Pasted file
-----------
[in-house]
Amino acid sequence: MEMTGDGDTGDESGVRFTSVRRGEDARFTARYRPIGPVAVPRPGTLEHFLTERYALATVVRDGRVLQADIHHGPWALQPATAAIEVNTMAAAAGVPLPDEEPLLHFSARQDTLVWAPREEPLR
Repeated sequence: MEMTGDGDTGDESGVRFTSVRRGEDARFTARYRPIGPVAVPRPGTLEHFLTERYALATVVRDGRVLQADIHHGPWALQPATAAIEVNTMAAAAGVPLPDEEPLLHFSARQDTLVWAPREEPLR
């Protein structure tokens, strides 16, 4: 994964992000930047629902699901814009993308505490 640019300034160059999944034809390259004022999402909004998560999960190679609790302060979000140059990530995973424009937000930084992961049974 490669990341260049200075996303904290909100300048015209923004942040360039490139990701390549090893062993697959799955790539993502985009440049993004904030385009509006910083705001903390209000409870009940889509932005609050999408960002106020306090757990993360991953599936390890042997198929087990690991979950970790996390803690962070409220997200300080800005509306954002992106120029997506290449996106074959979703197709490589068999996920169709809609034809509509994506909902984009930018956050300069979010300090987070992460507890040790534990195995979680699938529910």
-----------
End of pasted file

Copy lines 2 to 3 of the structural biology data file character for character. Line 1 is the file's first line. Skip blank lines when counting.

Amino acid sequence: MEMTGDGDTGDESGVRFTSVRRGEDARFTARYRPIGPVAVPRPGTLEHFLTERYALATVVRDGRVLQADIHHGPWALQPATAAIEVNTMAAAAGVPLPDEEPLLHFSARQDTLVWAPREEPLR
Repeated sequence: MEMTGDGDTGDESGVRFTSVRRGEDARFTARYRPIGPVAVPRPGTLEHFLTERYALATVVRDGRVLQADIHHGPWALQPATAAIEVNTMAAAAGVPLPDEEPLLHFSARQDTLVWAPREEPLR